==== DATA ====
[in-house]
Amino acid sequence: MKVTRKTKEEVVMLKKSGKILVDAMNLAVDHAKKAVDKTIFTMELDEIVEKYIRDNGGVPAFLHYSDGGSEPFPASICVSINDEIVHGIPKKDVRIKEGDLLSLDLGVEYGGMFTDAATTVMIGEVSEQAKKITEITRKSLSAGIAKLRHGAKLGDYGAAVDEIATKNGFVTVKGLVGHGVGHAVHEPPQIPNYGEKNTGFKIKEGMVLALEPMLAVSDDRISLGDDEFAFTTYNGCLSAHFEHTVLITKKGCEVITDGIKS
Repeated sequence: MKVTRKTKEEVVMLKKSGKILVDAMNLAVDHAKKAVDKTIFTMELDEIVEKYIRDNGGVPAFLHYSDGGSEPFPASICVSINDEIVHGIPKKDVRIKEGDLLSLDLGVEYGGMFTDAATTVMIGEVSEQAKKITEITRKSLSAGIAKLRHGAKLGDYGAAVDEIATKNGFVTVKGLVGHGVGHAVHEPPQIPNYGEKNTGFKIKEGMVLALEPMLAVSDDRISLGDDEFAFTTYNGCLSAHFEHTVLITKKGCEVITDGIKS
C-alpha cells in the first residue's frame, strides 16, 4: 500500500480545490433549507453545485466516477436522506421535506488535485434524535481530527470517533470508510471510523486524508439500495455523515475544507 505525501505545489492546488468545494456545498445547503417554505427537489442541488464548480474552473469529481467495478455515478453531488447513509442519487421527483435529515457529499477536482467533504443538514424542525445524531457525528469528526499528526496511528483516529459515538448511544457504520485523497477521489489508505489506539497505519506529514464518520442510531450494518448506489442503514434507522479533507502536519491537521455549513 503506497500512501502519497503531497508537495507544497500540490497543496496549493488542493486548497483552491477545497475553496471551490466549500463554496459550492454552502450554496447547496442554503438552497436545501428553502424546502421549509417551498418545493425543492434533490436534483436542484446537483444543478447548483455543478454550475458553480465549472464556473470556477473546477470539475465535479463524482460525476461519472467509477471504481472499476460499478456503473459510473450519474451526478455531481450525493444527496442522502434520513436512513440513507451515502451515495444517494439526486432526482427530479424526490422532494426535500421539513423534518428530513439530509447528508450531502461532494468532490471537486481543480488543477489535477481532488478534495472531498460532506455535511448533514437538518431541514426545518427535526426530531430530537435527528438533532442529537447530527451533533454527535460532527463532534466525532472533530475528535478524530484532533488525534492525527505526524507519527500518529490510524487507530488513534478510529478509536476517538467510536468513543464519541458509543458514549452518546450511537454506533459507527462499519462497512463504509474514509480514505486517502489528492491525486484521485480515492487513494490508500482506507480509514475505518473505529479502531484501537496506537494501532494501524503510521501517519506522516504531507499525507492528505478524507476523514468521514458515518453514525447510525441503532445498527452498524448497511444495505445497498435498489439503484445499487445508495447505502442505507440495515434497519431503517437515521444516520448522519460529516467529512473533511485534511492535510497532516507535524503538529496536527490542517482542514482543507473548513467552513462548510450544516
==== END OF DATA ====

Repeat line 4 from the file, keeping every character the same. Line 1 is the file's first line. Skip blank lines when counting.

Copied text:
C-alpha cells in the first residue's frame, strides 16, 4: 500500500480545490433549507453545485466516477436522506421535506488535485434524535481530527470517533470508510471510523486524508439500495455523515475544507 505525501505545489492546488468545494456545498445547503417554505427537489442541488464548480474552473469529481467495478455515478453531488447513509442519487421527483435529515457529499477536482467533504443538514424542525445524531457525528469528526499528526496511528483516529459515538448511544457504520485523497477521489489508505489506539497505519506529514464518520442510531450494518448506489442503514434507522479533507502536519491537521455549513 503506497500512501502519497503531497508537495507544497500540490497543496496549493488542493486548497483552491477545497475553496471551490466549500463554496459550492454552502450554496447547496442554503438552497436545501428553502424546502421549509417551498418545493425543492434533490436534483436542484446537483444543478447548483455543478454550475458553480465549472464556473470556477473546477470539475465535479463524482460525476461519472467509477471504481472499476460499478456503473459510473450519474451526478455531481450525493444527496442522502434520513436512513440513507451515502451515495444517494439526486432526482427530479424526490422532494426535500421539513423534518428530513439530509447528508450531502461532494468532490471537486481543480488543477489535477481532488478534495472531498460532506455535511448533514437538518431541514426545518427535526426530531430530537435527528438533532442529537447530527451533533454527535460532527463532534466525532472533530475528535478524530484532533488525534492525527505526524507519527500518529490510524487507530488513534478510529478509536476517538467510536468513543464519541458509543458514549452518546450511537454506533459507527462499519462497512463504509474514509480514505486517502489528492491525486484521485480515492487513494490508500482506507480509514475505518473505529479502531484501537496506537494501532494501524503510521501517519506522516504531507499525507492528505478524507476523514468521514458515518453514525447510525441503532445498527452498524448497511444495505445497498435498489439503484445499487445508495447505502442505507440495515434497519431503517437515521444516520448522519460529516467529512473533511485534511492535510497532516507535524503538529496536527490542517482542514482543507473548513467552513462548510450544516